Vanguard: Gospel Direction

Vanguard: The movement and direction of the Gospel

Vanguard: The movement and direction of the Gospel

Vanguard: The movement + direction of the Gospel
– Duncan Robinson


In his short 2015 ebook Vanguard: The Movement and Direction of the Gospel, published by Lucid Books, author and Pastor Duncan Robinson issues a call to leadership to rouse them to advance the Gospel of Christ in new and creative ways that many appear, by his standard, to be either unprepared or ill-equipped to carry out.

As an experienced Pastor and church planter in the United States and Australia, Pastor Robinson begins the book by crying out like John the Baptist as one calling in the wilderness to others in church leadership to “Quit!” Quit complaining, the doubt, the fear, the negativity and other things that appear common in his experience with those in leadership positions.

I don’t know this to be a common occurrence in the church in which I am considered to be in leadership and in which many successful and advancing missions are moving the Gospel message forward in unity and the love of Jesus Christ is felt in every exchange and lesson from the pulpit.

I have been in denominational churches where the negatives have been, and continue to be a commonplace thing, but the ones that are growing and where God and Jesus Christ and the Kingdom is made the foremost thing to be pursued, where Loving God and Loving Others is not just a catchphrase but a deep and abiding sense of how everyone feels toward his or her brothers and sisters and that this is what glorifies God and keeps us anchored in His will for our lives also advances the Gospel is the best thing to do day to day. So we do that.

He’s right when he says early on to “turn the Gospel loose”. Many churches never do and never will. God loves them no less. We should judge them no more.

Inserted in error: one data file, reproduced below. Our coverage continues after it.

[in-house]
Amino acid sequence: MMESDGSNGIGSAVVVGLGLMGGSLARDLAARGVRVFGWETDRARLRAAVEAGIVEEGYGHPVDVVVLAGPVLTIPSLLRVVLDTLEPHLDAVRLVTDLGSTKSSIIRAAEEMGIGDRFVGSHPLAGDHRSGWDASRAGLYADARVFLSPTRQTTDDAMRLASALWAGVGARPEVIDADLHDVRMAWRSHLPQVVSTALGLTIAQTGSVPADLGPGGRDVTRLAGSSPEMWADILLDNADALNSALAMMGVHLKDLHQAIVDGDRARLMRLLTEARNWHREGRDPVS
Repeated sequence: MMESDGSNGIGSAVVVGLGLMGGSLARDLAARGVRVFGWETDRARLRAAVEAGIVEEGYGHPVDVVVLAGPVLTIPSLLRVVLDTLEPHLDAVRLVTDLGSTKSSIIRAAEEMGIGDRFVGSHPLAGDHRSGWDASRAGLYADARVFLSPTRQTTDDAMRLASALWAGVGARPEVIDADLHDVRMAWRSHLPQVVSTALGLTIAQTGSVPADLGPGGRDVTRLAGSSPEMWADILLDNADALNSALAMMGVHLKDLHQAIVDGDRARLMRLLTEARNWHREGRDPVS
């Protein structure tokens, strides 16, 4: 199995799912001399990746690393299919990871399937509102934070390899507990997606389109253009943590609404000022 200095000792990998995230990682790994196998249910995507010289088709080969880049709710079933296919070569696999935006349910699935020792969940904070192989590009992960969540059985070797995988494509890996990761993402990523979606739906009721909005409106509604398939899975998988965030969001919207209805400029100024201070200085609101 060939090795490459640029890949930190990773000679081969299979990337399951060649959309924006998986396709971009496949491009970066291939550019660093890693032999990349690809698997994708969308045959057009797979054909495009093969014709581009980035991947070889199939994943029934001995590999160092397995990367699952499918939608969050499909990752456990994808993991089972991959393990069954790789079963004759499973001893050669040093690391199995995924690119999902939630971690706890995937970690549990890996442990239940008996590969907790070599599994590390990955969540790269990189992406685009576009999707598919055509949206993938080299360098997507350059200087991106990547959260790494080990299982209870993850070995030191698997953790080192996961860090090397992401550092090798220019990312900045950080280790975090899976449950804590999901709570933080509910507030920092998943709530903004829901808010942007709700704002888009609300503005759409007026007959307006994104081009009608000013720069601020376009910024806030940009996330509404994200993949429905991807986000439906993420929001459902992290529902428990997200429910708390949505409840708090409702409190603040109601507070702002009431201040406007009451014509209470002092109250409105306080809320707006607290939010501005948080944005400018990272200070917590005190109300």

Yet Pastor Robinson seems to do quite a bit of that in Vanguard. Again, While I agree the Gospel is advancing with or without us, we love those who get left behind “in the rear with the gear” (my phrase) just as much as those at the real vanguard who sometimes are sacrificing their lives for the Name of Jesus. The prayers of those in the rear are every bit as valid and heard as those on the front lines.

At one point in the book, Pastor Robinson seems to take another swipe at the prayers of those who, from his perspective, are doing so to avoid doing anything more strenuous for the Kingdom.

Again, in a church where the Gospel is actually advancing this probably is not happening very much and it shows by the involvement of many in many activities associated with the missions of the church in the community and among those who attend.

Pastor Robinson packs his work with many Scriptural citations, as well as citations from  the works of Spurgeon, Edwards, Luther, Tozer and he even goes modern with works from Tim Keller but he loses me personally when early in the book he uses two large quotations from Mark Driscoll, the much chastised and former leader of the Mars Hill Church in Seattle.

His abuses of authority, language, and distinctly non pastoral behaviors, while good for coverage, circulation, and attendance at just about any gathering he is invited to, really has no place in a book where one is trying to build credibility for a position among the greats of theology. The quotations, innocuous though they may seem in context, take on a different weight when one knows the source.

Pastor Robinson has some great tools for avoiding the decline of churches, even though he willingly admits to pastoring one that didn’t quite get going in Australia.  A mixed-martial arts expert, he is undoubtedly focused and discipled and will be ready to pick up the Gospel call at the next opportunity.

The last two chapters of the book are great and contain wonderfully hopeful words that might have been better placed at the beginning to draw us all in with positive ways of carrying out the Great Commission of Matthew 28, and one meant for everyone and not just for leadership.

Finally, in a chapter entitled, “Four Lepers and a Wall” Pastor Robinson caps off this ebook with this object lesson in what the western church really should look like to him, if it really wants to be “desperate for Jesus”. The story from 2 Kings 6-7 describes four lepers on the outskirts of the city, cursed, of no value but who ultimately routed and army to save their city.

This is the Vanguard.

In general, be patient for the good messages contained in the work and you will derive many good tools for those you are leading.


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About Scott Sandmeyer

Child of God, husband to Sandy Sandmeyer, father, and community corrections professional for nearly 25 years. Newly published author of the book "What to Expect When You're Busted" which can be found here:

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